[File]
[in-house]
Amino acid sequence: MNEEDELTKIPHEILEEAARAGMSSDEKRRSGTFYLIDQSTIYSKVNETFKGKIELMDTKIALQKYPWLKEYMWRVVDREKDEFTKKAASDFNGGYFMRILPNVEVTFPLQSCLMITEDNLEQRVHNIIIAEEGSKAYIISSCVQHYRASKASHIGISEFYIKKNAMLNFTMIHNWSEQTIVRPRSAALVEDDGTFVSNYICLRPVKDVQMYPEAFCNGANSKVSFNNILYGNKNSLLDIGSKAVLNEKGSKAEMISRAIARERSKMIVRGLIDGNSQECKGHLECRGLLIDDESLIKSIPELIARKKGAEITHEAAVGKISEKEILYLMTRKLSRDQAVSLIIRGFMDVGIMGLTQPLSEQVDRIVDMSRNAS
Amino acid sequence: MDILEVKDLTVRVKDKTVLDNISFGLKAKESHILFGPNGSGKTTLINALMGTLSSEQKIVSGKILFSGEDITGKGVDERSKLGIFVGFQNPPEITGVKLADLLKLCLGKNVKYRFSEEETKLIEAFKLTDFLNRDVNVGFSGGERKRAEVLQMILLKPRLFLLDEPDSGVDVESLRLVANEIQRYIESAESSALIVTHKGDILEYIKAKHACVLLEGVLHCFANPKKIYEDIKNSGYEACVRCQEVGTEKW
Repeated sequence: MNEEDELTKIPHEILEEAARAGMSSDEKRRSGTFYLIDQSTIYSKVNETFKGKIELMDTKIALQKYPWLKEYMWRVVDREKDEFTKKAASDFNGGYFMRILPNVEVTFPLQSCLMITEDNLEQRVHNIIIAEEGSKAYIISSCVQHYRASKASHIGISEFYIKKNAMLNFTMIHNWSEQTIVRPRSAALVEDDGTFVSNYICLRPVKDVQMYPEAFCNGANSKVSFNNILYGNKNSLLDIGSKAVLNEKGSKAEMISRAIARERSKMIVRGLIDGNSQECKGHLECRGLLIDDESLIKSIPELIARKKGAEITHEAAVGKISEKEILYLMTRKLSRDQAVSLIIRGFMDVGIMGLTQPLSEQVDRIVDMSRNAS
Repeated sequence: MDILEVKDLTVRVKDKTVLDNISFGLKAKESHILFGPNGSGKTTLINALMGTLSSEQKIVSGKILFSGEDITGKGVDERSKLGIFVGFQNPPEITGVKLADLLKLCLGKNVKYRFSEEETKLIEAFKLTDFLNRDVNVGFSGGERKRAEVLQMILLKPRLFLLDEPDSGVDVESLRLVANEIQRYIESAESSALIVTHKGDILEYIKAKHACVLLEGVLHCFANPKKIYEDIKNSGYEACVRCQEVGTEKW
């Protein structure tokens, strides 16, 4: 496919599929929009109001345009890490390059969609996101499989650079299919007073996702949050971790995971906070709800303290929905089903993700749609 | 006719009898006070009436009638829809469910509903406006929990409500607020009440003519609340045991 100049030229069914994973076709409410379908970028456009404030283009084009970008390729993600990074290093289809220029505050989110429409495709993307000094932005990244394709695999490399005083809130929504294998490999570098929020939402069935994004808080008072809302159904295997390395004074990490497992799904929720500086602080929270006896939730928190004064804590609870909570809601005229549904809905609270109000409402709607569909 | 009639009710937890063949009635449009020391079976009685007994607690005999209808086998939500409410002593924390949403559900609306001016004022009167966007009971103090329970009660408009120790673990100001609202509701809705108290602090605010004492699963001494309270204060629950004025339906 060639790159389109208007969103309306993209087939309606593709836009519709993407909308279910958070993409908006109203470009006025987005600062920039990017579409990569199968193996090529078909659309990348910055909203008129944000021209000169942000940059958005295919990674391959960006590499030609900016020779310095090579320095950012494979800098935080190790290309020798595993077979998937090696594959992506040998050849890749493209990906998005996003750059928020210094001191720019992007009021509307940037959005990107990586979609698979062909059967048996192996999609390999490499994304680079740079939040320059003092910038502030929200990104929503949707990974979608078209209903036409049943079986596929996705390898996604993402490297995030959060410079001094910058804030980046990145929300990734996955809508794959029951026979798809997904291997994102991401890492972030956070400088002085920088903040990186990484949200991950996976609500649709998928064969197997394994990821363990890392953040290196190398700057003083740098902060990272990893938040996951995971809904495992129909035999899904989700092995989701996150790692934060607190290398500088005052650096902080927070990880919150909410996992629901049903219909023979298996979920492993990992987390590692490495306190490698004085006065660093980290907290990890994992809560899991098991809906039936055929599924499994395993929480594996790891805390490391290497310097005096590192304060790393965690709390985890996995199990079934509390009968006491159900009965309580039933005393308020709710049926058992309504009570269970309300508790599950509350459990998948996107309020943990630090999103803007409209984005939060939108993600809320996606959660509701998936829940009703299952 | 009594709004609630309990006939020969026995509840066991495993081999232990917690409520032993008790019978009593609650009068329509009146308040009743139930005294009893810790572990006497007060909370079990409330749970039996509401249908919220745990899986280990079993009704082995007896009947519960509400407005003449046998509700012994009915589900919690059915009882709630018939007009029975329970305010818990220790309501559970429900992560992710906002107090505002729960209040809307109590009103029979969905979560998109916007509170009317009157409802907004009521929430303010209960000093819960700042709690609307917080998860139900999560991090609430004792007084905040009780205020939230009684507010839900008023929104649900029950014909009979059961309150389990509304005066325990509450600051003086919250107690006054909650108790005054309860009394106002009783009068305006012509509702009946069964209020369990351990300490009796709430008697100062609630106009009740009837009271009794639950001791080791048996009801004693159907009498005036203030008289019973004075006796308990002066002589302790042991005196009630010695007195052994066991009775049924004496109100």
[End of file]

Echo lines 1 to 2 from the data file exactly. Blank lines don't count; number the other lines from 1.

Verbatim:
[in-house]
Amino acid sequence: MNEEDELTKIPHEILEEAARAGMSSDEKRRSGTFYLIDQSTIYSKVNETFKGKIELMDTKIALQKYPWLKEYMWRVVDREKDEFTKKAASDFNGGYFMRILPNVEVTFPLQSCLMITEDNLEQRVHNIIIAEEGSKAYIISSCVQHYRASKASHIGISEFYIKKNAMLNFTMIHNWSEQTIVRPRSAALVEDDGTFVSNYICLRPVKDVQMYPEAFCNGANSKVSFNNILYGNKNSLLDIGSKAVLNEKGSKAEMISRAIARERSKMIVRGLIDGNSQECKGHLECRGLLIDDESLIKSIPELIARKKGAEITHEAAVGKISEKEILYLMTRKLSRDQAVSLIIRGFMDVGIMGLTQPLSEQVDRIVDMSRNAS